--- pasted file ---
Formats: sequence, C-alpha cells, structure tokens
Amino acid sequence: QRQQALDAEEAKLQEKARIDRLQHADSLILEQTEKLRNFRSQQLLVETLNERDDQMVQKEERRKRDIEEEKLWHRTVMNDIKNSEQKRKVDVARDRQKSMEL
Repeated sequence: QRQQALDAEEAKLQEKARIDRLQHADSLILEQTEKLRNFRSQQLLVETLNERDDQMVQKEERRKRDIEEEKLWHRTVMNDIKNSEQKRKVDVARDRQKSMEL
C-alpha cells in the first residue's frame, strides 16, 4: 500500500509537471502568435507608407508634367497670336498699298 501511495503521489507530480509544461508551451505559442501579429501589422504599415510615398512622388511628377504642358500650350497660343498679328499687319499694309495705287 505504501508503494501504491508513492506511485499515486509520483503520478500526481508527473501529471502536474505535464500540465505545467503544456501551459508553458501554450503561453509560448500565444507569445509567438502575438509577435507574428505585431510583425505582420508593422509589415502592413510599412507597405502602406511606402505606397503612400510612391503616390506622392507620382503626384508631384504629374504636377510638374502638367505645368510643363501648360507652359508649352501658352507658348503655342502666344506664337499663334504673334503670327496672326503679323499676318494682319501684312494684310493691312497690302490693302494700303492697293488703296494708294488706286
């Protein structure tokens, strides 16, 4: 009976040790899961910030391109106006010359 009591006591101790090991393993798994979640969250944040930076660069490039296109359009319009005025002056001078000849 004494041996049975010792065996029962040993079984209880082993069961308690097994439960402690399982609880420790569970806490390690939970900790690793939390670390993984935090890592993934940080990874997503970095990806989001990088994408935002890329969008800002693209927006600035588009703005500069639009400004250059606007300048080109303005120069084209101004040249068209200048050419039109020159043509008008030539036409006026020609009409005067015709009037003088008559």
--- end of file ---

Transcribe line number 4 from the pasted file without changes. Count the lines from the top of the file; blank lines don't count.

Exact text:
C-alpha cells in the first residue's frame, strides 16, 4: 500500500509537471502568435507608407508634367497670336498699298 501511495503521489507530480509544461508551451505559442501579429501589422504599415510615398512622388511628377504642358500650350497660343498679328499687319499694309495705287 505504501508503494501504491508513492506511485499515486509520483503520478500526481508527473501529471502536474505535464500540465505545467503544456501551459508553458501554450503561453509560448500565444507569445509567438502575438509577435507574428505585431510583425505582420508593422509589415502592413510599412507597405502602406511606402505606397503612400510612391503616390506622392507620382503626384508631384504629374504636377510638374502638367505645368510643363501648360507652359508649352501658352507658348503655342502666344506664337499663334504673334503670327496672326503679323499676318494682319501684312494684310493691312497690302490693302494700303492697293488703296494708294488706286